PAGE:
Wellingborough cancer survivor and charity rower to fund exercise 'wonder drug' for patients
Amanda Baker wants to help other cancer patients
A Wellingborough cancer survivor is asking for other patients with the disease and its after effects to get in touch so she can help them with a funded exercise treatment programme.
Mum-of-two Amanda Baker was diagnosed with breast cancer in 2015 and throughout her treatment felt unwell until her husband's physiotherapist suggested simple exercises could alleviate some symptoms.
The primary school teacher, who underwent a mastectomy, had many of her lymph nodes removed, a hysterectomy, and had radio and chemotherapy, is feeling healthy after taking up a keep fit and stretching regime.
So impressed by her exercises' transformative results, she has just completed a gruelling 100-mile row to raise funds for Cancer Rehab Works, a new charity to fund a physical treatment programme.
She said: "I need to be inundated by people so I can push to take it further to show that this is needed. I need people to reach out and ask for help.
"I survived cancer. I am grateful to be alive. I am one of the lucky ones. The treatment saved my life but it also changed my life, my health and my fitness forever.
"I battled with cancer. I battled with the side effects of treatment. I battled with the side effects on my body post treatment and I continue to battle with the side effects of ongoing medication which prevents the cancer returning.
"Very few patients in the UK are told about the positive impact of exercise on their health. Very few patients in the UK are told that exercise can improve their outcomes and relieve some of the side effects of the treatment.
"Specialist cancer rehabilitation is available in the UK. There are physiotherapists with a specialism in cancer prehab and rehab but it's not available through the NHS - it's only available to those fortunate enough to be able to pay for it. The NHS currently doesn't fund this 'wonder drug'."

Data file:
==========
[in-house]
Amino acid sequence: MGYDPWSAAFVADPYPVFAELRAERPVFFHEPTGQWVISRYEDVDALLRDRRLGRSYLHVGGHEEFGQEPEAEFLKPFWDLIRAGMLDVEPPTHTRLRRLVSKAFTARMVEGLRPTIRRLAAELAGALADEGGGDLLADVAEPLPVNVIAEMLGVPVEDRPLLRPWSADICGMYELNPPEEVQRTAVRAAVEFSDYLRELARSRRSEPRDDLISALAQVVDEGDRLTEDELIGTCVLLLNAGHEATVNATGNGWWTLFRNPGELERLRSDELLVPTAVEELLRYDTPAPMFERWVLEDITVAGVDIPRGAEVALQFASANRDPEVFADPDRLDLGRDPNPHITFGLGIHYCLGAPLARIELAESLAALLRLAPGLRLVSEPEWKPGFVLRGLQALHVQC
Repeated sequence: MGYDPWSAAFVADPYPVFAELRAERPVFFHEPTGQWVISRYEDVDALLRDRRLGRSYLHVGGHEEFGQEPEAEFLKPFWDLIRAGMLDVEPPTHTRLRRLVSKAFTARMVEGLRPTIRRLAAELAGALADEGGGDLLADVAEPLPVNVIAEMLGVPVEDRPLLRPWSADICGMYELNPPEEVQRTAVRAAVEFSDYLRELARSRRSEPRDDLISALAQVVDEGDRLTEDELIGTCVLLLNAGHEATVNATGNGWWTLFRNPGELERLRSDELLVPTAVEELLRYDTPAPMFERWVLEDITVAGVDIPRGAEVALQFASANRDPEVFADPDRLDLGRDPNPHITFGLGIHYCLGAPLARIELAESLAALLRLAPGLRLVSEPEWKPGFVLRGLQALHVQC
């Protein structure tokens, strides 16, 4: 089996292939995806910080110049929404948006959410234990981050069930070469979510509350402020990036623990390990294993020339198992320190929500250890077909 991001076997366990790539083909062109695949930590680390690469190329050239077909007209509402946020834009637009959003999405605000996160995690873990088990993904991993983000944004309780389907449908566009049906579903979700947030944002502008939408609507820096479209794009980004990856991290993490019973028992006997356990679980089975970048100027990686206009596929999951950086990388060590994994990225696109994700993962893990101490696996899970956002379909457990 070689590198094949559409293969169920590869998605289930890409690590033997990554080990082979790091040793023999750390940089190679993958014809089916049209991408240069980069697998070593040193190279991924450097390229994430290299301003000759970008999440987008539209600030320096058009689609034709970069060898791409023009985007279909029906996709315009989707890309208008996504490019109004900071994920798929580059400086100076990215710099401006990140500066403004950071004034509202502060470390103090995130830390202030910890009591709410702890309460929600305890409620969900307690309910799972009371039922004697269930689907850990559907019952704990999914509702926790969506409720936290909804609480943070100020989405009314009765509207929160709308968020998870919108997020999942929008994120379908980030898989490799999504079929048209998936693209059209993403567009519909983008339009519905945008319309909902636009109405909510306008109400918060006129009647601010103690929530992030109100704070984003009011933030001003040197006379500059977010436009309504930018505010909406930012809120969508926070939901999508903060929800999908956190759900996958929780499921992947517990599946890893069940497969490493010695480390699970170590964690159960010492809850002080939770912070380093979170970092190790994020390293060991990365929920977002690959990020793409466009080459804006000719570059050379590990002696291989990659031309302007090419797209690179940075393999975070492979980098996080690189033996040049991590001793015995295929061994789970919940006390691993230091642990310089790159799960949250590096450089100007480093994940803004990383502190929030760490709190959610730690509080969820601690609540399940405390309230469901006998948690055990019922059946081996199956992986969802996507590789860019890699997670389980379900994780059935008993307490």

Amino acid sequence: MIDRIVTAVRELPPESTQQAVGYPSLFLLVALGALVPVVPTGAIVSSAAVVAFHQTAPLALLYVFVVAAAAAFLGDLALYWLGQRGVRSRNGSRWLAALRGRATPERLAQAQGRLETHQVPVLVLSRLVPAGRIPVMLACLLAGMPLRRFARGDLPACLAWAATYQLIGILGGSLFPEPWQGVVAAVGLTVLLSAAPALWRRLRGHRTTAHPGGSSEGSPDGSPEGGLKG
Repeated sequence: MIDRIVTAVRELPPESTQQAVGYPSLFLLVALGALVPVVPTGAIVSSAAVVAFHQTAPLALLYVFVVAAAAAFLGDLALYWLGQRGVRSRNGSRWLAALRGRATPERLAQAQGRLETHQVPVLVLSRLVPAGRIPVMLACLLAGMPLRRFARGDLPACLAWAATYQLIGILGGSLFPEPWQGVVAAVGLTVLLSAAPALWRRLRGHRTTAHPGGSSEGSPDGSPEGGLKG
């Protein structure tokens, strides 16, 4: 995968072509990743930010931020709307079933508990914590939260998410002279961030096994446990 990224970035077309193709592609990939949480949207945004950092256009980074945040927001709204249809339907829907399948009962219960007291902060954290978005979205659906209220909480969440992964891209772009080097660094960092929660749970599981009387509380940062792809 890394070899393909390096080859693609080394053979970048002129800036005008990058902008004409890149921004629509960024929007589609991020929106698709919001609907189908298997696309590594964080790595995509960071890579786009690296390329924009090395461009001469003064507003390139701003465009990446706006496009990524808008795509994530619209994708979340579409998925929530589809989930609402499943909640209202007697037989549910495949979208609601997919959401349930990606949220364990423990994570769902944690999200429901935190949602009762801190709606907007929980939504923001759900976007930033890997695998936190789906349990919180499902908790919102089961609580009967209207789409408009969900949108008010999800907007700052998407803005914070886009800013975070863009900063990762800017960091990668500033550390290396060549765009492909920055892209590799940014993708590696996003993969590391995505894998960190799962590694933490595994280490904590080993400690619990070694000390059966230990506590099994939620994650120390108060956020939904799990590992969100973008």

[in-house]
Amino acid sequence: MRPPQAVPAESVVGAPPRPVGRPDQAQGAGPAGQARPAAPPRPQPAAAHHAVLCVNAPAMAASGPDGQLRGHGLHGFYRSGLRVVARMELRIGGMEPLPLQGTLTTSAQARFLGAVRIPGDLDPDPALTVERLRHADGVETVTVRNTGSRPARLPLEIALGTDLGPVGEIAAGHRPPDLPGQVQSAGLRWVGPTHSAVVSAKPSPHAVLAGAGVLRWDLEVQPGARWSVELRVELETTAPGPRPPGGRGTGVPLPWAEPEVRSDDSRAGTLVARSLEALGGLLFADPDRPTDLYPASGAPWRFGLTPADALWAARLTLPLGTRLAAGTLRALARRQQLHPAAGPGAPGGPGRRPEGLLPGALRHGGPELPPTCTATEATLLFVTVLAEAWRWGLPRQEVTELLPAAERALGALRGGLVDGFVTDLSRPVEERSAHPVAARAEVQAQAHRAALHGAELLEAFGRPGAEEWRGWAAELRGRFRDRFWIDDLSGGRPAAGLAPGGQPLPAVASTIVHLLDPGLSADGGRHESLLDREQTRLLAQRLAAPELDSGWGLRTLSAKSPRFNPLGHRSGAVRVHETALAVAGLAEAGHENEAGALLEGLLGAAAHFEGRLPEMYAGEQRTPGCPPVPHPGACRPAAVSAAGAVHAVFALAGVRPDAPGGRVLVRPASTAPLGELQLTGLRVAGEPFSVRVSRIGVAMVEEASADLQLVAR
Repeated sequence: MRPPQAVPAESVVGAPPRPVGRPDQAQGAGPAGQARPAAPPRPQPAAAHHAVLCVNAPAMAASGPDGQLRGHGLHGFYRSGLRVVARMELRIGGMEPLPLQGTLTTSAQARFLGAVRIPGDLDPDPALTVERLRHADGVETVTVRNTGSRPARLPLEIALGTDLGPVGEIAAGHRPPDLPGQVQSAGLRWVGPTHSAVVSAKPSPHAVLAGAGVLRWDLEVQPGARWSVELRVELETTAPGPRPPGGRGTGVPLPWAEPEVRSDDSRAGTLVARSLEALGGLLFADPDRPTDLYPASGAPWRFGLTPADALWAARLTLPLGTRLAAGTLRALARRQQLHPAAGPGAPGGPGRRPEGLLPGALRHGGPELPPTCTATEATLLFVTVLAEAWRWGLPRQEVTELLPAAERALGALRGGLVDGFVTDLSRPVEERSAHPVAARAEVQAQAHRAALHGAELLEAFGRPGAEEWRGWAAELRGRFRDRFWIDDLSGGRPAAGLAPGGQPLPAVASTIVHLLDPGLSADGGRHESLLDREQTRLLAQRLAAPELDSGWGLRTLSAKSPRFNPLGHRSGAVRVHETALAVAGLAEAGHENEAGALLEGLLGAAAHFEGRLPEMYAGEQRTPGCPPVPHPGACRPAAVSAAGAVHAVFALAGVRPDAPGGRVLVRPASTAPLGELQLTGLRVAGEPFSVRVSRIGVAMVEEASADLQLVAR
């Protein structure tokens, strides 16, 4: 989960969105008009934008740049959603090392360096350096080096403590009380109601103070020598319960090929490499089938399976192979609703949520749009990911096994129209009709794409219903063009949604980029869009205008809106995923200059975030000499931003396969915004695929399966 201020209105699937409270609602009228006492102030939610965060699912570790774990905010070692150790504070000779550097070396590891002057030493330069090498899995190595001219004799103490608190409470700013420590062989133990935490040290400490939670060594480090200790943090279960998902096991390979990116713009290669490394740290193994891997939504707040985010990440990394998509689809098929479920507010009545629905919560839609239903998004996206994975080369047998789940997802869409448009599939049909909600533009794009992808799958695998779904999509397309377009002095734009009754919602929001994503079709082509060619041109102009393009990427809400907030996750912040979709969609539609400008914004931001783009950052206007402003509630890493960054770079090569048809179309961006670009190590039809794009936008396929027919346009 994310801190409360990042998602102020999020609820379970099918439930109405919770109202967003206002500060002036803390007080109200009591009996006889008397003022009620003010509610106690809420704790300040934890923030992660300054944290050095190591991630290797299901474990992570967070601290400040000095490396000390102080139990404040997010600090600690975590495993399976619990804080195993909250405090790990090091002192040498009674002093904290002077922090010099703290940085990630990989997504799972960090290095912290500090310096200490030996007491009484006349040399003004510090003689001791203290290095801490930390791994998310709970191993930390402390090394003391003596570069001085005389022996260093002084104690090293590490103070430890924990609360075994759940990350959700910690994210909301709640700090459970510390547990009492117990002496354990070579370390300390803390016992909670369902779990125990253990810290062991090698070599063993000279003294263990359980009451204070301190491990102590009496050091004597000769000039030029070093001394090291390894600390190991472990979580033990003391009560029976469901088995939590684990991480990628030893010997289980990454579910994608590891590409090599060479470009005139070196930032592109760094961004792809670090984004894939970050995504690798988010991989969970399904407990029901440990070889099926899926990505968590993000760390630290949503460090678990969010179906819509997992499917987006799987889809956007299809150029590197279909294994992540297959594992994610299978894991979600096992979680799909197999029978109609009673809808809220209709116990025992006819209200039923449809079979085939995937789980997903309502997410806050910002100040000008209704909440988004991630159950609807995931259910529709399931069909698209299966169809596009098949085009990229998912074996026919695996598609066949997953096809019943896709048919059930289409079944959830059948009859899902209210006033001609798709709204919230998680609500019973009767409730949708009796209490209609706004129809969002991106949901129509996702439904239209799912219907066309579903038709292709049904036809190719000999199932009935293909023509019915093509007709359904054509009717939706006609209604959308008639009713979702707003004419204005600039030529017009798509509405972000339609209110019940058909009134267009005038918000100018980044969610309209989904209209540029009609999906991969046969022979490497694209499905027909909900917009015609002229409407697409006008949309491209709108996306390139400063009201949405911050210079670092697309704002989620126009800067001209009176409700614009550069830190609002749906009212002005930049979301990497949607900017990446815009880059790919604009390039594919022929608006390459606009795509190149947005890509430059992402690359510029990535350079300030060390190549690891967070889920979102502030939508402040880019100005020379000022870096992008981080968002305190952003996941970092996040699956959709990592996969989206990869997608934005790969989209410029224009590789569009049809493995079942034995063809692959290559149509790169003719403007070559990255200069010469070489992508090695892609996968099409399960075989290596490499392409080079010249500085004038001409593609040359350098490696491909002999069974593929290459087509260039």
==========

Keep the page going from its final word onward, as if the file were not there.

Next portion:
Her 10-mile-a-day for 10 days marathon has raised nearly £5,000, the sum needed to kick start charity Cancer Rehab Works to fund the rehab of cancer patients, before, during and after treatment.
Inspired by her son Edward, a rower, she rowed 10 miles a day for ten consecutive days - the length of the River Nene.
As well as her taking on seven of the legs at home, Amanda completed one on the pitch at Franklin's Gardens home of the Northampton Saints, one at Northamptonshire County Cricket's HQ and one at Nene Court where Stronglines Physio is based.
She said: "Since I have been fortunate enough to receive treatment from one of these specialists, my life has changed, again.
"I still take medication but now I can walk down the stairs in the morning, I don't ache all the time, I can row. I haven't had a scan for two years. No more aches and pains equals no more precautionary scans equals no more cancer scares.
"I want this 'wonder drug' to be available to all patients.
"Cancer has touched everyone. You could help someone you know that is receiving treatment right now, you could also help someone you know that has survived to keep it that way.
"All the money I raise will fund the prehab and rehabilitation of as many cancer patients as possible. My aim is to fund specialist physiotherapy, bespoke exercise groups and access to gyms and sport clubs.
"By doing this, we can help cancer patients and enable them to restore their quality of life and give them the best chance of stopping the disease from returning."
Amanda has launched a petition to campaign for patients and cancer survivors to be given access to specialist, physical rehabilitation during and after their treatment.
She added: "In November 2020, Macmillan Cancer Research published an article 'Physical Activity and Cancer: the underrated wonder drug'. In it, they said that, 'supporting people to be physically active from diagnosis through to end of life has been called a ‘wonder drug’.'
"It is proven to reduce the side effects of treatment, improve outcomes and also improve the chances of survival. So surely this 'wonder drug' should be readily available to cancer patients.
"My story isn't unique, hundreds of thousands of people are diagnosed and treated for cancer every year in the UK and they too face the same battles I did, and still do. They too are left with the scars of treatment.
"I'd like to thank KGH and NGH surgeons, nurses and oncology teams for saving my life - without question - and to thank Stronglines too for improving my quality of life post treatment."